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Enzi: Increasing the minimum wage is of no benefit to those without a job

Calls on Senate majority to focus on job creation, tax reform

April 30, 2014

Raising the minimum wage may play well in an election year, but it doesn’t do anything to help those without a job or those who do not have the skills needed to succeed in a 21st century economy. That was the message that U.S. Senator Mike Enzi, R-Wyo., discussed on the Senate floor today. Enzi highlighted how raising the minimum wage not only shuts the door to entry-level positions for those seeking employment, it forces small business owners to accommodate another government mandate that results in hiring less workers or raising prices to cover the increased wages. Below are excerpts from Enzi’s speech.

“My colleagues gloss over the fact that the minimum wage is for entry-level employees. Young people and those new to the workforce are those who typically earn the minimum wage because it is their first job or opportunity to gain career skills. This is evidenced by the fact that a majority of minimum wage earners are between the ages of 16 and 24. These jobs are where workers learn to be dependable and how to work with other employees. This is why two-thirds of employees who start at the minimum wage are earning more than the minimum wage within a year.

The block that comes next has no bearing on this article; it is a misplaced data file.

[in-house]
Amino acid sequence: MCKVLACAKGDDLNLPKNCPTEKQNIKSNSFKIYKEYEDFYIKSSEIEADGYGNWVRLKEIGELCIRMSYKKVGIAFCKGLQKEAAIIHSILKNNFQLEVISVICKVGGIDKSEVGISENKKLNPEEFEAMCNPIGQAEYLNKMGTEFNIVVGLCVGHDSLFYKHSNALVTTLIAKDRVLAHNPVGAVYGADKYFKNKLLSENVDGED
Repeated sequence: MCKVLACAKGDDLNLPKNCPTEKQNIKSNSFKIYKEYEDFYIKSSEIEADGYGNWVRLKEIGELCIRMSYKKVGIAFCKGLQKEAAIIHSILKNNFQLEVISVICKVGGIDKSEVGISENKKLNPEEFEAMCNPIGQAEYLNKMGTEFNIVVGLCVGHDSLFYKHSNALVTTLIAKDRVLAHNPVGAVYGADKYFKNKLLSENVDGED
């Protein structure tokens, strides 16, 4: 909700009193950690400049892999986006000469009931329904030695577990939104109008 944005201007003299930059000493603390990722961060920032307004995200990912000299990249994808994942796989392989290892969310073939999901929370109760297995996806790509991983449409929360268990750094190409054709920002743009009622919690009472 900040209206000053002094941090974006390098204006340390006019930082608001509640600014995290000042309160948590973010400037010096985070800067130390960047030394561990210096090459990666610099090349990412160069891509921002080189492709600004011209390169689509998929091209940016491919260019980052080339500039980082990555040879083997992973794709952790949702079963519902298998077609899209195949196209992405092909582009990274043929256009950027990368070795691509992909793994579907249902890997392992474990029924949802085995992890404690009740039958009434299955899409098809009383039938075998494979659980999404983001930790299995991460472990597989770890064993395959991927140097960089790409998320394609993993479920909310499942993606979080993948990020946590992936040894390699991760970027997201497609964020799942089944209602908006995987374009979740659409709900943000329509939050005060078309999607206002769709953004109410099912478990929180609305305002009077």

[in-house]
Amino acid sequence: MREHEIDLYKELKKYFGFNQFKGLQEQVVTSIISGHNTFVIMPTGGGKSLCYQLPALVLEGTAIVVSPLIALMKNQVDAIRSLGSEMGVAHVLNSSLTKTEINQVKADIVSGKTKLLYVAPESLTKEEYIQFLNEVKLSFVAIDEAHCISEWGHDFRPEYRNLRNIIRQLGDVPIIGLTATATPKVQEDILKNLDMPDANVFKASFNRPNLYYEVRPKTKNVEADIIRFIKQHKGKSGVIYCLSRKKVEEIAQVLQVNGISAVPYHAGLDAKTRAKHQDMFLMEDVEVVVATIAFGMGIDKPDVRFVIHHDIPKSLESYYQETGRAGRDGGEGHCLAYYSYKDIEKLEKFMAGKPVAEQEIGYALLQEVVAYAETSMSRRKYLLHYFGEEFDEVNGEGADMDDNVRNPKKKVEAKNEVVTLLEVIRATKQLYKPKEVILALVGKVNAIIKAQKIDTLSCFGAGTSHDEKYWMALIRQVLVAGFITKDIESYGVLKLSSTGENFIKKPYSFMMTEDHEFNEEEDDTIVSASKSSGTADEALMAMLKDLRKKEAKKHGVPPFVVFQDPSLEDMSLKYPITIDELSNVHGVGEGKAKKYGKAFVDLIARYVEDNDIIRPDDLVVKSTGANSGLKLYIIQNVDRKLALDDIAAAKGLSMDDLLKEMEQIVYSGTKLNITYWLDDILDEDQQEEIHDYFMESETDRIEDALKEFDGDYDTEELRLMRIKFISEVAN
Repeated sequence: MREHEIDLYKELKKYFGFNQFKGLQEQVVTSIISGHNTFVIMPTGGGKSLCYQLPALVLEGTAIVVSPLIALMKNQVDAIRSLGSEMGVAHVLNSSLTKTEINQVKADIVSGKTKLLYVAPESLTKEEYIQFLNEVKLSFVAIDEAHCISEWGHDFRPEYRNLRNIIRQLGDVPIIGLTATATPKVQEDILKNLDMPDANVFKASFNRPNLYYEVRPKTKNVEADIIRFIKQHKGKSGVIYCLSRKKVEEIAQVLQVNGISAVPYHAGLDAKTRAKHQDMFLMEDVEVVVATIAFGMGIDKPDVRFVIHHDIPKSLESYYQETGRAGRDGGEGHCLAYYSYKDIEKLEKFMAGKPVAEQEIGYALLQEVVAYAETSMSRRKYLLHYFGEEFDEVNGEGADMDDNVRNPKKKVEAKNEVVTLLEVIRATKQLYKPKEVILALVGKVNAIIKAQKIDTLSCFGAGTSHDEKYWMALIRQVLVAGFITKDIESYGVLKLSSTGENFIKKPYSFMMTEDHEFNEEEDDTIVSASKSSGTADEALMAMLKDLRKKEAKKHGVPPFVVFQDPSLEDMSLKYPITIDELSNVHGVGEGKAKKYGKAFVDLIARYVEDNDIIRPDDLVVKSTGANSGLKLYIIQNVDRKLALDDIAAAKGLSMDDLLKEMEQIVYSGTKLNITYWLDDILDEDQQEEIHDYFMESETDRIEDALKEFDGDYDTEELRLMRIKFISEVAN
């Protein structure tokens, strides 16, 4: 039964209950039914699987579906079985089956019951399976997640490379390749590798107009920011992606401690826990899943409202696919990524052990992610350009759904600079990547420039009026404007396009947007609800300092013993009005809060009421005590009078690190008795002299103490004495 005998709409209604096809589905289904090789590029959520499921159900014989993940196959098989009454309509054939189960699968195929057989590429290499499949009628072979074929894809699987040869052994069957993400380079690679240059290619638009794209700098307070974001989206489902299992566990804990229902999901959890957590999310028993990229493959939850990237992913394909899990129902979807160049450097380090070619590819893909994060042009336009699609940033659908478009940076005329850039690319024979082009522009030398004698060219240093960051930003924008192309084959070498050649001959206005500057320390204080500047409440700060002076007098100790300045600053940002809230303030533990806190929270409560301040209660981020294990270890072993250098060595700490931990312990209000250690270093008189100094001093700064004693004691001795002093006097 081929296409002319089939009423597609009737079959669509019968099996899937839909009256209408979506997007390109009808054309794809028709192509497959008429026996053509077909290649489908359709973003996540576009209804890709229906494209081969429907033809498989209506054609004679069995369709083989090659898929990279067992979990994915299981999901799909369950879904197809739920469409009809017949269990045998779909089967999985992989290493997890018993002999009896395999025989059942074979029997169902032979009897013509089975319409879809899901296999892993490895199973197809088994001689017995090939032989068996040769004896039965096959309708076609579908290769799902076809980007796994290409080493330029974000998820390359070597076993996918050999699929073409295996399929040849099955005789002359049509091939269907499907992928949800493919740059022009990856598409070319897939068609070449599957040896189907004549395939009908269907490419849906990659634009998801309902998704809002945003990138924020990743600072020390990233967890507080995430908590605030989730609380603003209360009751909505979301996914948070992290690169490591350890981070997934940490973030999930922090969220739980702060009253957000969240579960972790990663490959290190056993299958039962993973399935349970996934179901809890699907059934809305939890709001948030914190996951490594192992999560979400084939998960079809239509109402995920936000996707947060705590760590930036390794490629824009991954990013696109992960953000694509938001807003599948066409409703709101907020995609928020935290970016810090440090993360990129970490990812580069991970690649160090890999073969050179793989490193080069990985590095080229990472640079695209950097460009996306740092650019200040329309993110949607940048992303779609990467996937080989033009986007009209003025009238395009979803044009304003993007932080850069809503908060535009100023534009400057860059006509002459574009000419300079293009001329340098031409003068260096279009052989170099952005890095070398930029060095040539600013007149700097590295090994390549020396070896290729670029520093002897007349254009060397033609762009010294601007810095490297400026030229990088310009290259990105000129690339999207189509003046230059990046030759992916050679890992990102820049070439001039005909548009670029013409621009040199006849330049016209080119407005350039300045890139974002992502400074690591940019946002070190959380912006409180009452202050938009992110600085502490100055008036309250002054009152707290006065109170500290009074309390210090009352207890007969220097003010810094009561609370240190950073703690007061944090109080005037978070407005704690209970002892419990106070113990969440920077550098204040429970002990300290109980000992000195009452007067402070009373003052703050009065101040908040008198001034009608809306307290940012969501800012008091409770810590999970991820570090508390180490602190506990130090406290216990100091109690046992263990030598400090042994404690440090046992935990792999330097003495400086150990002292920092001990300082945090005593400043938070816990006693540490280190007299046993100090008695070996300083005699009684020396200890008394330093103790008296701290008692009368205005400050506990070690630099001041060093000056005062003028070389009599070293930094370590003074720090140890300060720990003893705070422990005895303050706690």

“The minimum wage does not need to go up for minimum-wage employees to get a raise. The proposal before the Senate throws cold water on job creation and adds to the burdens businesses are already facing under the President’s failed health care program. Instead the Senate should be considering proposals which promote job growth. Let’s consider tax reform, growing U.S. exports and approving the Keystone XL Pipeline as several of my colleagues recently highlighted.

“The problem we are facing is one of minimum skills – not minimum wages. The effect may be low wages, but the cause is low skills. We need to address those workers who have few, if any, of the skills they need to compete for a better job and command higher wages. We need to start thinking in terms of skills, the kinds of skills that will help students support themselves and their families in the future, empower our current workforce to pursue higher paying jobs, and help those without a job become self-sustaining.

 “I sincerely hope my colleagues on the other side of the aisle reconsider their plans to continue pushing this effort. There are a number of bills this Senate can consider today that would promote job creation over an arbitrary increase in the federal minimum wage. Our focus should be on small businesses and creating a business environment that is friendly for growth. Higher prices and fewer jobs is not what Wyoming and the rest of the country needs in these fragile economic times.”